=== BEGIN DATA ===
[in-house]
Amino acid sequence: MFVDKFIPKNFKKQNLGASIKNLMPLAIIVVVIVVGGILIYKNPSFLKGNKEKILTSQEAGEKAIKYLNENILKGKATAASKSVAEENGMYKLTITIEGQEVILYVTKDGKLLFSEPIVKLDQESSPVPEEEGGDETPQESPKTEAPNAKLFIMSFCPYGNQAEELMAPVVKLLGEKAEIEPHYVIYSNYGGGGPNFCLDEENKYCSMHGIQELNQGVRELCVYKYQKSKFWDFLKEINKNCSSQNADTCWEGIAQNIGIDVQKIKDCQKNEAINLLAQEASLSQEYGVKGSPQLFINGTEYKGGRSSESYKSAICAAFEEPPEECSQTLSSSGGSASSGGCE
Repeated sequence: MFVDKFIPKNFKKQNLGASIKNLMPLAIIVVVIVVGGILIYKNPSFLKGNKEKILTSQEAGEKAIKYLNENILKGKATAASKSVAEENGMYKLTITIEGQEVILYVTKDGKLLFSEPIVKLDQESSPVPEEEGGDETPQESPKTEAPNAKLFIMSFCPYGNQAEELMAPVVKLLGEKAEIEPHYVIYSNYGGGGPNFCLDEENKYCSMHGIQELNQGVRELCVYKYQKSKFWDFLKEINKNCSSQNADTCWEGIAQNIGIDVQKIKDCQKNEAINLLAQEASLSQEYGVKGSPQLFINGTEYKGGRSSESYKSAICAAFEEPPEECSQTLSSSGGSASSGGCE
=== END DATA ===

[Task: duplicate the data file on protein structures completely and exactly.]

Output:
[in-house]
Amino acid sequence: MFVDKFIPKNFKKQNLGASIKNLMPLAIIVVVIVVGGILIYKNPSFLKGNKEKILTSQEAGEKAIKYLNENILKGKATAASKSVAEENGMYKLTITIEGQEVILYVTKDGKLLFSEPIVKLDQESSPVPEEEGGDETPQESPKTEAPNAKLFIMSFCPYGNQAEELMAPVVKLLGEKAEIEPHYVIYSNYGGGGPNFCLDEENKYCSMHGIQELNQGVRELCVYKYQKSKFWDFLKEINKNCSSQNADTCWEGIAQNIGIDVQKIKDCQKNEAINLLAQEASLSQEYGVKGSPQLFINGTEYKGGRSSESYKSAICAAFEEPPEECSQTLSSSGGSASSGGCE
Repeated sequence: MFVDKFIPKNFKKQNLGASIKNLMPLAIIVVVIVVGGILIYKNPSFLKGNKEKILTSQEAGEKAIKYLNENILKGKATAASKSVAEENGMYKLTITIEGQEVILYVTKDGKLLFSEPIVKLDQESSPVPEEEGGDETPQESPKTEAPNAKLFIMSFCPYGNQAEELMAPVVKLLGEKAEIEPHYVIYSNYGGGGPNFCLDEENKYCSMHGIQELNQGVRELCVYKYQKSKFWDFLKEINKNCSSQNADTCWEGIAQNIGIDVQKIKDCQKNEAINLLAQEASLSQEYGVKGSPQLFINGTEYKGGRSSESYKSAICAAFEEPPEECSQTLSSSGGSASSGGCE